In Washington, D.C. near the Lincoln Memorial is a black granite memorial erected for the Vietnam Soldiers who had died in action. On that wall, they listed over fifty individuals from Alexandria, including Private First Class Raymond Leroy Williams.
Raymond joined the United States Army after 1963. He was deployed on Oct. 26, 1968 to Quang Tin Province in South Vietnam as a member of D Company 3rd Battalion, 196th Infantry Brigade. His service occupation was light weapons infantry. Within six-months, Raymond ran into enemy fighters. He died of multiple fragmentation wounds on May 13, 1969. He was just 25 years old and he never fulfilled his dreams of going to college and becoming a teacher.
Raymond Leroy Williams Sr., was two years old when a car, three miles south of Alexandria, hit his father, Partee (Pertie) Williams. His father died from cerebral concussion and a fractured skull. Raymond’s mother struggled to raise him and his siblings, but once he got older, he became responsible for his mother and siblings. This helped him to develop his leadership skills.
Raymond attended Parker-Gray High School and he excelled in his classes. He was a popular student and he belonged to the History Club, The “P” Club (a letter club) and the Art Club, he was also the captain of the football team. His nickname “Pork Chop” came from his love of that particular food. Family and friends who knew him said he wanted to become a teacher. He was given an opportunity by his art teacher to teach her class in his senior year in school. He taught the class for several weeks.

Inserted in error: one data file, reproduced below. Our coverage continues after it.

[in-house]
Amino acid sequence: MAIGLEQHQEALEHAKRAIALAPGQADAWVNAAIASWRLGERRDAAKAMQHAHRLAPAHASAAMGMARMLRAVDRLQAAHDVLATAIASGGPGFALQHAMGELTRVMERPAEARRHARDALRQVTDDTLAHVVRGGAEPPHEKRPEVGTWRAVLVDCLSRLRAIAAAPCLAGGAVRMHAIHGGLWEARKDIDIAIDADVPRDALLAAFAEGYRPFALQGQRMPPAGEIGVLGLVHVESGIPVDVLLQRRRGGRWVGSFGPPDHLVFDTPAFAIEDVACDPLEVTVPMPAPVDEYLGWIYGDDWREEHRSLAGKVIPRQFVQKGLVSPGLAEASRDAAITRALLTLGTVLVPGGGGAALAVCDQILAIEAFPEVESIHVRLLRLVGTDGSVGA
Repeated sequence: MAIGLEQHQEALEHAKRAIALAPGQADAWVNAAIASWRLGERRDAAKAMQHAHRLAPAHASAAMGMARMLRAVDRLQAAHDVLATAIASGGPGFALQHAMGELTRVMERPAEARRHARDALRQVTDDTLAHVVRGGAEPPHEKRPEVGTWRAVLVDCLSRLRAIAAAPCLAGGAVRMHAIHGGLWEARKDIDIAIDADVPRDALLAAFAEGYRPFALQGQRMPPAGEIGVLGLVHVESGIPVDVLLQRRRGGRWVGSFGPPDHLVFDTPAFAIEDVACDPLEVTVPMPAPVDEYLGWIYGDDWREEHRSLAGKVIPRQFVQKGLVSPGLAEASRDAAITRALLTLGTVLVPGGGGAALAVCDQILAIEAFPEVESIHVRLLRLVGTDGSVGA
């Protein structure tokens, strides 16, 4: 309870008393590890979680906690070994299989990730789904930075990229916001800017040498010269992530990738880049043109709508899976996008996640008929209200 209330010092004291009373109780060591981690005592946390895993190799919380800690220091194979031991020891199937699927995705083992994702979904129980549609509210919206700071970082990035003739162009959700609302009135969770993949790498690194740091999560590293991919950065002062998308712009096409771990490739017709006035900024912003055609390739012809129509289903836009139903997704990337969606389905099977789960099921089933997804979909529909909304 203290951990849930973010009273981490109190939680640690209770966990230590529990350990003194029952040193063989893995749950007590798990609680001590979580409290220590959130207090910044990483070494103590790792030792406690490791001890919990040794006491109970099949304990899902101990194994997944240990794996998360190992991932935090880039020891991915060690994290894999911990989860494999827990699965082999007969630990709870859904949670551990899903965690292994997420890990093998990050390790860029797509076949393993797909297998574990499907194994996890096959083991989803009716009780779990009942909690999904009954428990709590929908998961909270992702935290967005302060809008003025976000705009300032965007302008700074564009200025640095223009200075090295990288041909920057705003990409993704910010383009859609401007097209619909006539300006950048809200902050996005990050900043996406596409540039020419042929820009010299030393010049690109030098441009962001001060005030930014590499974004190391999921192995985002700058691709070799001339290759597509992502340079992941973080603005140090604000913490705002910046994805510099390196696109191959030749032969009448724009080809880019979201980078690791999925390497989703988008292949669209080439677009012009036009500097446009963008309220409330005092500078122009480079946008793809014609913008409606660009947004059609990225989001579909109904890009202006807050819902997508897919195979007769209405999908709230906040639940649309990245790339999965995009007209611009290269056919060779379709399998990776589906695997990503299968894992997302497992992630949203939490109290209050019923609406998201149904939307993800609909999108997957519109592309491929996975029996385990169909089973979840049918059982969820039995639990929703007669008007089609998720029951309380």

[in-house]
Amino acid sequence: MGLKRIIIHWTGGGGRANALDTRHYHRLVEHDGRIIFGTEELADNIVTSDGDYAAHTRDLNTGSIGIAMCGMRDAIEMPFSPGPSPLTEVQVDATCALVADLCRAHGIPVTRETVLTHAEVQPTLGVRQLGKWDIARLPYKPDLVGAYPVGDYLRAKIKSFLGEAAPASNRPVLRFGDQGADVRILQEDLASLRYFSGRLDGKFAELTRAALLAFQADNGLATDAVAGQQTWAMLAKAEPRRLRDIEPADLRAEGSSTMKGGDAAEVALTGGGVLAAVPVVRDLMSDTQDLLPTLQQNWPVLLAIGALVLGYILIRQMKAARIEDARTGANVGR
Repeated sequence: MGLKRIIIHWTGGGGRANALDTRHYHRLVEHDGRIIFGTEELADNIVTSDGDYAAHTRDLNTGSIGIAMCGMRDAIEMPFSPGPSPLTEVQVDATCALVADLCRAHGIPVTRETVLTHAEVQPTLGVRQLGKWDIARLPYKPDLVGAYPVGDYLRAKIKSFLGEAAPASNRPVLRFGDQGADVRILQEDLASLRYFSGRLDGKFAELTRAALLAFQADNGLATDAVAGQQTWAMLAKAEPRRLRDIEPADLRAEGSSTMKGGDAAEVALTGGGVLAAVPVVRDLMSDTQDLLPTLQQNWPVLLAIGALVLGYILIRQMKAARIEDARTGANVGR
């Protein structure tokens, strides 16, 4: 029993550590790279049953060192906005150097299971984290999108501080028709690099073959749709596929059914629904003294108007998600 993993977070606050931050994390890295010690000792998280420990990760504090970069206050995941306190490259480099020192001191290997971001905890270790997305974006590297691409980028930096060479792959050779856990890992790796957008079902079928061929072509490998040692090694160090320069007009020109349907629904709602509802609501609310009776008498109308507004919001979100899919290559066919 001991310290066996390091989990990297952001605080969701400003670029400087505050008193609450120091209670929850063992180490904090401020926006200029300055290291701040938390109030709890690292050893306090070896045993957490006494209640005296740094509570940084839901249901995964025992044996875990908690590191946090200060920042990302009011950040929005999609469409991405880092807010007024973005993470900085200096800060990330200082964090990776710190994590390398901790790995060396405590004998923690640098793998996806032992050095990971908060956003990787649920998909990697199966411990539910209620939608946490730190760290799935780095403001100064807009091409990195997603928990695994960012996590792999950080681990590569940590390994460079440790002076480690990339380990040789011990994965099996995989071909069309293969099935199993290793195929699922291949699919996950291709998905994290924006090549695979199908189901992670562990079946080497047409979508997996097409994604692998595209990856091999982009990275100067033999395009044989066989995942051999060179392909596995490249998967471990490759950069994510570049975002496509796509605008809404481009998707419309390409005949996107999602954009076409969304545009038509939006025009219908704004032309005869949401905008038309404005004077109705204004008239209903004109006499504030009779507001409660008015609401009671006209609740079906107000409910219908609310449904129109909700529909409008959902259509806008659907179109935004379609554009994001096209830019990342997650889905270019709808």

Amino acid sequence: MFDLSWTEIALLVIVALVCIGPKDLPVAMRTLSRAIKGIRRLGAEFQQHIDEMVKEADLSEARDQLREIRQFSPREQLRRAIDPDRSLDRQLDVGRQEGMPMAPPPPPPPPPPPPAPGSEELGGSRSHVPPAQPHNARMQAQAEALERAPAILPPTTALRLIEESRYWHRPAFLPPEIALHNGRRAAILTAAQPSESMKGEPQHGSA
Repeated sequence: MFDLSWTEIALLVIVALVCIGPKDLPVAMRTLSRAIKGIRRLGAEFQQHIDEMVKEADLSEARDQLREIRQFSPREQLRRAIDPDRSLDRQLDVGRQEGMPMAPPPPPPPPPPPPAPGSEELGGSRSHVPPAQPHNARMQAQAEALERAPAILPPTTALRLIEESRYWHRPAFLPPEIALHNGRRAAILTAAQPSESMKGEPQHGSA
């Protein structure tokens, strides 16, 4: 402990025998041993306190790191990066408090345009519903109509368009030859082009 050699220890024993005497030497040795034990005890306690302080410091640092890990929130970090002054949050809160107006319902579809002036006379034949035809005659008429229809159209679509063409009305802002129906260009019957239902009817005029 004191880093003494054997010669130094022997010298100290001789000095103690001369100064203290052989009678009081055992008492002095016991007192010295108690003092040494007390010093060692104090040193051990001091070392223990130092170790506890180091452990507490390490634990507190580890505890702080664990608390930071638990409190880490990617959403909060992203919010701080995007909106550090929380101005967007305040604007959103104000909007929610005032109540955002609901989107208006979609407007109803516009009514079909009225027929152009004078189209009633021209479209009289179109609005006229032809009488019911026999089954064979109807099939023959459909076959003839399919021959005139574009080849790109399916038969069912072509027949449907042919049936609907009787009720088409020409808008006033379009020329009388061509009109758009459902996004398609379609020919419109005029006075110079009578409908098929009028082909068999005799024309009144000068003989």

In 1962, Raymond with 59 other students graduated from Parker-Gray High School but Raymond never attended college. He got married in 1963 to Norma Ross. His son, Raymond Leroy Williams Jr., was born in the same year.
His parents were Pertie Williams and Eliza Elizabeth Cheeks. They were married in Alexandria in 1943. Raymond was born at his parents’ residence at 312 Princess Street on March 25, 1944. After the death of his father, Raymond, his mother and siblings moved to 330 South Patrick Street.
Raymond’s name shines on the black granite with 57,938 other Americans who were casualties of the Vietnam War at the Vietnam Memorial in Washington, D.C. He is listed on Panel W25, Line 114. There, he is memorialized as a fallen soldier who won the Purple Heart, National Defense, Vietnam Service and Vietnam Campaign medals.
At the time of Raymond’s death, he was survived by his wife Norma; son, Raymond Jr; and daughter, Lisa. His mother, Eliza Elizabeth Cheeks Williams Washington and his siblings, Johnnie, Brenda, Freddie, George, Darlene, Maryland, Juanita, Eddie and Carolyn survived him. He was buried at Arlington National Cemetery.
Along with Raymond’s family, we Alexandrians will remember to salute Raymond and all of the fallen soldiers for their sacrifices and contributions they made for the Country and us.
Char McCargo Bah is a published author, freelance writer, independent historian, genealogist and a Living Legend of Alexandria. She maintains two blogs, https://theotheralexandria.com/ and https://findingthingsforu.com/